Soul of a tribal socialist

Raymond Williams by Fred Inglis Routledge, pounds 19.99 A puzzling, polemical cold fish - Roy Hattersley considers Raymond Williams

It is easy enough to ridicule the leaders of the Sixties New Left. Fred Inglis describes them lying on the floor of Raymond Williams's Cambridge rooms and pausing in their discussion of the Monarchy's future while "college servants carried in trays of excellent food". There was indeed a "colossal self-importance" in their belief that they could "rewrite the guiding principles of what was still the eighth richest country in the world". But, 30 years on, no radical can read about their ineffectual arrogance without feeling envious of the certainty with which they set about changing the world by seminars and pamphlets. To them, it seemed self-evident that socialism - properly defined and rigorously applied - was superior to every other form of human organisation.

They came to their inflexible conclusion from very different backgrounds. All of them were consciously, indeed blatantly, intellectual - hence their usual unwillingness to accept the compromises which are essential to election victory and successful government. But Williams's socialism was tribal as well as cerebral. He was the son of a railway signalman from Pandy and heir to the values - not least redemption through hard work - which once characterised the Welsh working class. Like so many young men of his class and kind he wanted to do everything and be everything. It is no surprise that, once the young communist had come to support the war, he progressed from basic training in the Royal Corps of Signals to a commission in the Guards Armoured Brigade.

There is some dispute about whether or not this Robespierre of ideological socialism lost his class identity. Certainly, he talked a lot about Wales and bought a cottage in the place whence he came. But in the end, despite his contempt for flummery, he applied for a university doctorate and one of his students - arguing about his understanding of working class attitudes - told him that his obsession with disarmament was essentially a bourgeois preoccupation.

Williams's academic career was eclectic almost to a fault. He was, in turn, scholar, teacher, literary critic, dramatist, novelist, pamphleteer, polemicist, and philosopher of a sort - although his contribution to political thought was more concerned with spreading old ideas among the young than with anything which was new or original. Most of the roles he discharged with a distinction which was incredible for one who did so much, though Inglis (with an affectionate frankness) describes Williams's publisher agonising about his great work of fiction, People of the Black Mountain. She regarded it as "an extraordinary piece of work ... but not very good." It was proof that the author was "not a man to whom comedy or any comic leavening of life came easily".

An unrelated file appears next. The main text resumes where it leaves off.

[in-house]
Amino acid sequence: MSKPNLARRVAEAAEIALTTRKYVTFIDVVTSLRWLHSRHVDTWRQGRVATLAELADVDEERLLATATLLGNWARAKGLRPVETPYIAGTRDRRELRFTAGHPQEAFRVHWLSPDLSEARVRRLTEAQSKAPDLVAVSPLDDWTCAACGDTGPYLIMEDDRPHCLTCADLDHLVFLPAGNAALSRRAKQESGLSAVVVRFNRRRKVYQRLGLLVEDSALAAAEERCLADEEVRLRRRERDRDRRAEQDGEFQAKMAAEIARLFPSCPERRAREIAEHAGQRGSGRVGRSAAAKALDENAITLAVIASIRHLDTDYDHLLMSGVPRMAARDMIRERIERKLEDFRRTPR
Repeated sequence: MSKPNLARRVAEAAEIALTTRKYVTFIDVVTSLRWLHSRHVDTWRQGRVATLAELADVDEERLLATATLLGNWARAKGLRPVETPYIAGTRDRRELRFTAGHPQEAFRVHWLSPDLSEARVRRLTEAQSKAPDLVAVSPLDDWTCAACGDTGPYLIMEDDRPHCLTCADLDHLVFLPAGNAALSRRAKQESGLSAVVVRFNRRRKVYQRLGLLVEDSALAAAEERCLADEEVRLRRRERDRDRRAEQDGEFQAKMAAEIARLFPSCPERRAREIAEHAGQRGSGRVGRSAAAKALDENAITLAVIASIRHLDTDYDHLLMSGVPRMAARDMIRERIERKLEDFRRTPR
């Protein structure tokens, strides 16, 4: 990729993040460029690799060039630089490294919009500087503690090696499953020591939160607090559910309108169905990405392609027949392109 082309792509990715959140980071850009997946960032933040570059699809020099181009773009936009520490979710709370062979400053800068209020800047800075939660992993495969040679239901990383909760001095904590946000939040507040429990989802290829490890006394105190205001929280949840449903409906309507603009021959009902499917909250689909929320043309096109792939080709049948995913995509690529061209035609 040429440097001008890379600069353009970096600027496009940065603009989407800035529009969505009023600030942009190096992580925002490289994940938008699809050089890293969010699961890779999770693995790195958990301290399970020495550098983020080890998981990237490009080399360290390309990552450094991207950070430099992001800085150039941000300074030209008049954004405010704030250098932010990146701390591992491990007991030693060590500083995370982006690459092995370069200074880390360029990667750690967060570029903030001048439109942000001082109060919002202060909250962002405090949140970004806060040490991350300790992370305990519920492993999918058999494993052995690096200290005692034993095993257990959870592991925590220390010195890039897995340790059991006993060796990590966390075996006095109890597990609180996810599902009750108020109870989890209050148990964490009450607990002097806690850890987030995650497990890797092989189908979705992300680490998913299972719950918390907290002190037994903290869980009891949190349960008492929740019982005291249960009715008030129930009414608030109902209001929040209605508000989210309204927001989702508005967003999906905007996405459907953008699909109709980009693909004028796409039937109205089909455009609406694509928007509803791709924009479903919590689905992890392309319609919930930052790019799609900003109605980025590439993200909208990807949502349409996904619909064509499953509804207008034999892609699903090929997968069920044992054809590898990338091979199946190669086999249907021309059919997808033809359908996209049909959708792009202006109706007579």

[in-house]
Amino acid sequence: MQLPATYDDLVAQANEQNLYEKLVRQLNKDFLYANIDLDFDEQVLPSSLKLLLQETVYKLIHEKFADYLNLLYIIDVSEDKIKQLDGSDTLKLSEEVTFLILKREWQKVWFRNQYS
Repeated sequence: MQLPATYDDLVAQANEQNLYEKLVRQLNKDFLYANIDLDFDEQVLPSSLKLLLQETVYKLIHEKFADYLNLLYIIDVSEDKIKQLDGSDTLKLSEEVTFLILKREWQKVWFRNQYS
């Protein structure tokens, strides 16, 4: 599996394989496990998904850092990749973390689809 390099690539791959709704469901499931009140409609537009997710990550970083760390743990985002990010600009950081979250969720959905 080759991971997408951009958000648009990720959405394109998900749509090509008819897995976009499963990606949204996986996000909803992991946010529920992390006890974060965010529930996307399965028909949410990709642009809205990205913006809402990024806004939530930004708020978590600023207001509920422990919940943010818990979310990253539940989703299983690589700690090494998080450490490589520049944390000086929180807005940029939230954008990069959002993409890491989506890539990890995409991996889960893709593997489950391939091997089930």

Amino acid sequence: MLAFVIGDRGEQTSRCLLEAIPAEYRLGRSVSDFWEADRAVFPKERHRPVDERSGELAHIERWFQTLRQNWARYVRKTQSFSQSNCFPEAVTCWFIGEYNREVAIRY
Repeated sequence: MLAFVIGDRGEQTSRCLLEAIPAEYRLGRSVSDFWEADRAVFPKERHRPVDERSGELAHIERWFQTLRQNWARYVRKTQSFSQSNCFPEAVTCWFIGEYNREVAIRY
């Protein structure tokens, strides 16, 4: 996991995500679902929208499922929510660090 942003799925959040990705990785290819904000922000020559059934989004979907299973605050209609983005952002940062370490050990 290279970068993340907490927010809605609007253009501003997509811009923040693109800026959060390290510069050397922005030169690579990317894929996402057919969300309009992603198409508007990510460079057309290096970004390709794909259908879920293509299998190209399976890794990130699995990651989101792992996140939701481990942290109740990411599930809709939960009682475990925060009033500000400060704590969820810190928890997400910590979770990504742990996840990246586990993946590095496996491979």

Few of the personal testaments with which Inglis enlivens Williams's biography portray an affable or sympathetic character. A pupil from the early Seventies describes the "authoritarian populist" who "always refused to act in concert with others". His priorities were so "carefully protected" that he had no interest in painting, architecture or music. When he was invited to take part in a record request programme, he was unable to nominate half a dozen records that he enjoyed. Williams valued his privacy so highly that some of his associates regarded him as solitary while others believed him to be simply antisocial. On occasions he certainly exhibited charm. His complex character, indeed his whole life, was held together by two qualities - scholarship and political conviction - which made him a major influence on three decades of political thought.